electroboy: "Toby Keith is a Democrat."

Didn't see that. Well they still have Ted Nugent.
posted by octothorpe at 7:36 AM on April 13, 2011


I wouldn't have guessed it either, given his propensity for American flag shirts and songs about ass-booting.
posted by electroboy at 7:41 AM on April 13, 2011


Wasn't it Reagan's re-election campaign that wanted to use Mellencamp's Pink Houses for their theme? Up until John suggested that they actually, y'know, read the lyrics?

John McCain (last item at bottom). (Sorry to link to People, but Rolling Stone is horribly archived.) And NOM.

Parody

John Edwards used it too, I think. But I think Mellencamp endorsed him.
posted by mrgrimm at 8:11 AM on April 13, 2011


I was hoping for an apology like Archie's apology to Otto in A Fish Called Wanda, and all I got was some hang-dog downcast puppydog looks.

I think Crist would have been much more persuasive if Kevin Kline was holding him by his ankles over a three story drop.
posted by warbaby at 8:34 AM on April 13, 2011


I wouldn't have guessed it either, given his propensity for American flag shirts and songs about ass-booting.

IDK about American flag shirts, but ass-booting is a totally a non-partisan issue.
posted by thsmchnekllsfascists at 8:43 AM on April 13, 2011


Shouldn't it be "...made famous by David Byrne and Talking Heads," rather than "...made famous by David Byrne and the Talking Heads?"
posted by ambient2 at 11:03 AM on April 13, 2011


Regarding Republicans using Born in the USA:

I, on the other hand, think it's sort of funny, because it's a case of so epically missing the point of the song.

Exactly. Did anyone who ever used that song at a campaign event listen to the words?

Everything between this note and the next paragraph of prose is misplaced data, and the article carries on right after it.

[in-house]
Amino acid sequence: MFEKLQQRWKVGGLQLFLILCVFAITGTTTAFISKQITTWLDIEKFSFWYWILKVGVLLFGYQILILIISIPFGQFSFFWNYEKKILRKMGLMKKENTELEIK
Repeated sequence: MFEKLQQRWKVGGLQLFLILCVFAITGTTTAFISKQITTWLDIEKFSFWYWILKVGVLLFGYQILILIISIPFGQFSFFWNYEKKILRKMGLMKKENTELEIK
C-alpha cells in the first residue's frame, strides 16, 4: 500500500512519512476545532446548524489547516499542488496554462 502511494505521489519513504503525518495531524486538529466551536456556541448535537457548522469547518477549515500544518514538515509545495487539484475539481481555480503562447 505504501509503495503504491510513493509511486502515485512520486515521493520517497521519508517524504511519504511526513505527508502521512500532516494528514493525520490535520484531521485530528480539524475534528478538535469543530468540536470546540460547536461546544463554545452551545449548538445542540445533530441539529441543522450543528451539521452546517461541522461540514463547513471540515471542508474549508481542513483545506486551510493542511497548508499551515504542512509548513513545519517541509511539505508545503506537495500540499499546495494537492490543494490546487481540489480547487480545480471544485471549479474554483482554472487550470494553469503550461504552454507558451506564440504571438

posted by Jim Slade at 1:09 PM on April 13, 2011 [1 favorite]


Re Republicans and the song Born In The USA...

You end up like a dog that's been beat too much
'Til you spend half your life just covering up


...is pretty much their vision of the future for the rest of us, as far as I can tell.

As for Charlie Crist, I've lived in the same not-so-big town as him for most of the last 40 years and we're about the same age so it would be kind of odd if I'd never run into him at all. I don't remember what he was running for at the time but he did buy me a beer once and ask me if he cold count on my vote. I told him "No."

Still, as Republicans go, he doesn't suck.
posted by lordrunningclam at 1:44 PM on April 13, 2011


Does it follow that the licensing of a song count as part of what an artist can monetarily contribute to a political campaign, subject to contribution limits? Why/not?

http://www.onlineartrights.org/issues/political-speech/political-speech :
"This area of law is generally not an issue for artists since campaign finance laws are focused on accounting for the money spent on a campaign, and not what private citizens say about the campaign. But, if you create art that is related to a specific candidate or campaign, you should be aware of the ways that campaign finance law may restrict what you say and how you say it."
posted by inkyroom at 8:40 PM on April 13, 2011


What'd be my campaign theme song if I ever ran for office? No contest. It'd be this.

I'd have to go with this.
posted by PeterMcDermott at 10:54 PM on April 13, 2011


I'd have to go with this.

Jimmy James took mine.
posted by mrgrimm at 11:06 AM on April 14, 2011